Proving that the treatment they received failed to meet commonly accepted health care standards is often a straightforward process for medical malpractice plaintiffs. Specialists could testify that an undiagnosed serious disease would have likely been detected if doctors had ordered the proper tests, or convincing a jury that a surgeon made an error may be done by showing X-rays or MRI images that depict foreign objects left in a patient's body.

Could website be held accountable for wrongful death?

Losing a child is a traumatic and deeply saddening experience for any parent. When a child has taken his or her own life, a parent may feel an extra sting, thinking perhaps something could have been done to prevent the death. One Pennsylvania mother began looking into what may have prompted her own daughter to end her own life, and she discovered that a website may have contributed to what surely seems a wrongful death

The distraught mother began to look through her deceased daughter's online history, hoping to find clues surrounding the circumstances of the death. By all accounts, the artistic young woman loved to draw, had friends and was a big fan of the Harry Potter books. After some digging, the woman found that her daughter, who was 25 when she passed away, frequented a forum website that admittedly gave users advice on various ways to commit suicide. 

Reducing the risks of road travel

Motor vehicle accidents are the leading cause of death in Pennsylvania and around the country for people between 2 and 34 years of age. Most people killed on the nation's roads each year die in accidents caused by some sort of human error. The most common cause of these crashes is reckless driving behavior such as exceeding posted speed limits, following other vehicles too closely or attempting unsafe passing maneuvers.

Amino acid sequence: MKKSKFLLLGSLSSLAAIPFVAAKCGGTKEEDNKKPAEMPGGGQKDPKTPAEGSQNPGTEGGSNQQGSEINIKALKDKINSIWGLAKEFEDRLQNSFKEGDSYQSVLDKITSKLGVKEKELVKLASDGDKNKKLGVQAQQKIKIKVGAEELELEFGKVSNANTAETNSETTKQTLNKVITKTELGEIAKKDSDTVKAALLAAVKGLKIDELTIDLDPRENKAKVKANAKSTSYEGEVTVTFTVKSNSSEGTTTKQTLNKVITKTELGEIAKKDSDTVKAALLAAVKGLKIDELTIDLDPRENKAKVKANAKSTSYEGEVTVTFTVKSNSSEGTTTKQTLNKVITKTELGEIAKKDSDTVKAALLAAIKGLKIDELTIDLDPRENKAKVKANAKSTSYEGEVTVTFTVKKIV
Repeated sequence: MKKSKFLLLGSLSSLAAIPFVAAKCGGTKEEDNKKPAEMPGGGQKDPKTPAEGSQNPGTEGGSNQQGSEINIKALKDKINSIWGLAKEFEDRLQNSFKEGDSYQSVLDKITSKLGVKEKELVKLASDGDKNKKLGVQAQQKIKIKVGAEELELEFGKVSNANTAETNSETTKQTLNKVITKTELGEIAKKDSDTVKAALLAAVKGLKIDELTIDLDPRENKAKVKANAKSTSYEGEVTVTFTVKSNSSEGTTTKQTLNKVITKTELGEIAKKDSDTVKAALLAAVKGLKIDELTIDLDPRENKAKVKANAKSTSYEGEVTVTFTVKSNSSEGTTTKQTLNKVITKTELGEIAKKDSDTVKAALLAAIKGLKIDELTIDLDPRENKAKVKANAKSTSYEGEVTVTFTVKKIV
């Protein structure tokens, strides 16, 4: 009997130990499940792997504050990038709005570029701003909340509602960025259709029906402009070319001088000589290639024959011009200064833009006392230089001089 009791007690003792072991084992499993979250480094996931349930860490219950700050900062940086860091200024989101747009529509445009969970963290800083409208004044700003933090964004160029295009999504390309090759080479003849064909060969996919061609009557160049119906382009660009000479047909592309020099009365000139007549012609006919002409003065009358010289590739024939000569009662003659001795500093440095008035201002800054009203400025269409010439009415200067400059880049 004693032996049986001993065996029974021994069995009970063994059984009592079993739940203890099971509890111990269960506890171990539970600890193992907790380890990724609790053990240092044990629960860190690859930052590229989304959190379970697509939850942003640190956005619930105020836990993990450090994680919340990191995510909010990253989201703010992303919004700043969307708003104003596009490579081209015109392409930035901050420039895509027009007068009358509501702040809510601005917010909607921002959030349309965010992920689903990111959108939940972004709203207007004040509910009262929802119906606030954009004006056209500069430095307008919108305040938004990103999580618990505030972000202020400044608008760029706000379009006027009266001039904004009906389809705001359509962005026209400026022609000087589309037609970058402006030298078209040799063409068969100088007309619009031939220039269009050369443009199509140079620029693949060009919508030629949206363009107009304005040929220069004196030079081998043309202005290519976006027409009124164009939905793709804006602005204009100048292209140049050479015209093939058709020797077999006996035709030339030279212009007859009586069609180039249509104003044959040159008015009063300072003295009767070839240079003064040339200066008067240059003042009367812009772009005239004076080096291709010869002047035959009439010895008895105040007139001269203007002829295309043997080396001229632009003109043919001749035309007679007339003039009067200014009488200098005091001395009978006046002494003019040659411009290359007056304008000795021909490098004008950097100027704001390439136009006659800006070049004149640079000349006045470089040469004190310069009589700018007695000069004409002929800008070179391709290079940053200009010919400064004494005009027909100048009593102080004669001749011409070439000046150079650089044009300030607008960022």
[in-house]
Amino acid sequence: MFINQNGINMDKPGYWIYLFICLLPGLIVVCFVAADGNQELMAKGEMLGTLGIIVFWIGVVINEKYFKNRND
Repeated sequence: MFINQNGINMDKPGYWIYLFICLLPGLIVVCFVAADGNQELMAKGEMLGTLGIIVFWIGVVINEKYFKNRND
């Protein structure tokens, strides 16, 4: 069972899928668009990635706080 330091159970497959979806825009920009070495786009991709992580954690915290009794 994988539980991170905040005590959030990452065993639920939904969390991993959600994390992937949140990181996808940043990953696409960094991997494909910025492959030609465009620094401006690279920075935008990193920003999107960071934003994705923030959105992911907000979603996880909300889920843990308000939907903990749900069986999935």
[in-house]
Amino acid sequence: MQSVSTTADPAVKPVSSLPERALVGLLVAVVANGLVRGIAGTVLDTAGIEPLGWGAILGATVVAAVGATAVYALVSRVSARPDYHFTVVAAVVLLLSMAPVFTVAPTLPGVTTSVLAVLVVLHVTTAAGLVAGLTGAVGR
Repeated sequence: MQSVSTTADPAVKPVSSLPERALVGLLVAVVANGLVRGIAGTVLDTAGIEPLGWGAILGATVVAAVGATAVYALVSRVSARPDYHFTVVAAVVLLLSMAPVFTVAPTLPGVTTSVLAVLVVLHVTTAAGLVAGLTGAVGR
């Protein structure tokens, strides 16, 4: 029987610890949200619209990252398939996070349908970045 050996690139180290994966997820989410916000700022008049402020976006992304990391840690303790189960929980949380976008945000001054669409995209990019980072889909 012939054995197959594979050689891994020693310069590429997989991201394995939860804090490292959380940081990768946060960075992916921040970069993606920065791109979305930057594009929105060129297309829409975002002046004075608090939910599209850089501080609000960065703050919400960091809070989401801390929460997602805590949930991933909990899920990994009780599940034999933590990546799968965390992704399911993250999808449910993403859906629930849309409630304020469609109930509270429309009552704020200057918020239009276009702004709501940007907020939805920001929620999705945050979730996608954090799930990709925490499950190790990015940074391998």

Impaired drivers are another major road hazard. According to figures from the Centers for Disease Control, almost one in three road users killed in the United States each year lose their lives in car crashes involving a driver influenced by drugs or alcohol. While few drivers would get behind the wheel after drinking heavily, a worrying number admit to driving while dangerously fatigued. This is especially concerning to road safety groups because drowsy driving can be just as dangerous as intoxicated driving.

Mysterious death may be case for workers' compensation

Pennsylvania workers maintain a long tradition of pouring blood, sweat and tears into the daily grind. From the mines and steel mills of the past to modern industry, the Keystone State works hard. Some people perform dangerous jobs each day, and when a death occurs on the job, the victim's surviving family members may be entitled to benefits from workers' compensation

The Occupational Safety and Health Administration is now investigating a death that took place at an industrial plant this week. A 49-year-old employee of a recycling company working at Multi-plastics Extrusions was found dead. His body was discovered underneath a heavy dumpster.